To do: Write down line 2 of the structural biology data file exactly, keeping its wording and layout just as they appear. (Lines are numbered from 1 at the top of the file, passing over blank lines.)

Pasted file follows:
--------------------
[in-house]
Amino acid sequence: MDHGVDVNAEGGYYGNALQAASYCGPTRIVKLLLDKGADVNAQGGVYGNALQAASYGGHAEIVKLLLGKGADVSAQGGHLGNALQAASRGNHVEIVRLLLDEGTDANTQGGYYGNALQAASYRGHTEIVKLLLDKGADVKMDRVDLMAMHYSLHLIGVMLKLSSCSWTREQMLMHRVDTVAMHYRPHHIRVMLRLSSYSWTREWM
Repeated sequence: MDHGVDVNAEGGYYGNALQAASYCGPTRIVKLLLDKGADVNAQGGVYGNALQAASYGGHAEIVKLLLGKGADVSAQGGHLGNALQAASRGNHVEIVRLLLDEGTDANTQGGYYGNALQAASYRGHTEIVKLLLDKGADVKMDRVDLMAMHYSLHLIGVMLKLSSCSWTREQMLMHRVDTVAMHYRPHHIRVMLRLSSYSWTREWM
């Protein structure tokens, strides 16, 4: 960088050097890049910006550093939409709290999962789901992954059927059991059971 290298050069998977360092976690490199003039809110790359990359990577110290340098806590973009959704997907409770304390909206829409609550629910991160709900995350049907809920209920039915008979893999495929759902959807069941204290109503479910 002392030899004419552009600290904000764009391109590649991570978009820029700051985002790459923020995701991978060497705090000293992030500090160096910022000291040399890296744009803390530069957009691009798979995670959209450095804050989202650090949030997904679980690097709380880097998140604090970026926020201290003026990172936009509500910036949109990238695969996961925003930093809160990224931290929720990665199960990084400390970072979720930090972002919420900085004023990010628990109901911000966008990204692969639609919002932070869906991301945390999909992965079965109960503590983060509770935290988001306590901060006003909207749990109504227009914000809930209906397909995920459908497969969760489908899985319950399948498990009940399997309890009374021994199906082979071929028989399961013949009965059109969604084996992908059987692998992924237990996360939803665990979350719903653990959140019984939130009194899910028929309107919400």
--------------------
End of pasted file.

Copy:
Amino acid sequence: MDHGVDVNAEGGYYGNALQAASYCGPTRIVKLLLDKGADVNAQGGVYGNALQAASYGGHAEIVKLLLGKGADVSAQGGHLGNALQAASRGNHVEIVRLLLDEGTDANTQGGYYGNALQAASYRGHTEIVKLLLDKGADVKMDRVDLMAMHYSLHLIGVMLKLSSCSWTREQMLMHRVDTVAMHYRPHHIRVMLRLSSYSWTREWM